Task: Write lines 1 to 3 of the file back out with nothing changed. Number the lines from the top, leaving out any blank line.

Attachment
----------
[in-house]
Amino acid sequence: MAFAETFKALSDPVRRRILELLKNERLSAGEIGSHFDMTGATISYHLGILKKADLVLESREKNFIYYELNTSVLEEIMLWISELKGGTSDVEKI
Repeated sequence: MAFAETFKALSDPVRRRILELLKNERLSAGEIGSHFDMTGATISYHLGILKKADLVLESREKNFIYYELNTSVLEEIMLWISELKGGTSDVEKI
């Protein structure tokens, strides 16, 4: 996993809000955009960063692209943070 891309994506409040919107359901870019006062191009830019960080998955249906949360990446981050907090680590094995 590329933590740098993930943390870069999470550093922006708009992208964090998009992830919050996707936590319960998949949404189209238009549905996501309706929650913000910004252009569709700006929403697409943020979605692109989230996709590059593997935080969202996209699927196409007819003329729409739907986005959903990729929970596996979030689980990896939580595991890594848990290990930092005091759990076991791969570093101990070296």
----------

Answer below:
[in-house]
Amino acid sequence: MAFAETFKALSDPVRRRILELLKNERLSAGEIGSHFDMTGATISYHLGILKKADLVLESREKNFIYYELNTSVLEEIMLWISELKGGTSDVEKI
Repeated sequence: MAFAETFKALSDPVRRRILELLKNERLSAGEIGSHFDMTGATISYHLGILKKADLVLESREKNFIYYELNTSVLEEIMLWISELKGGTSDVEKI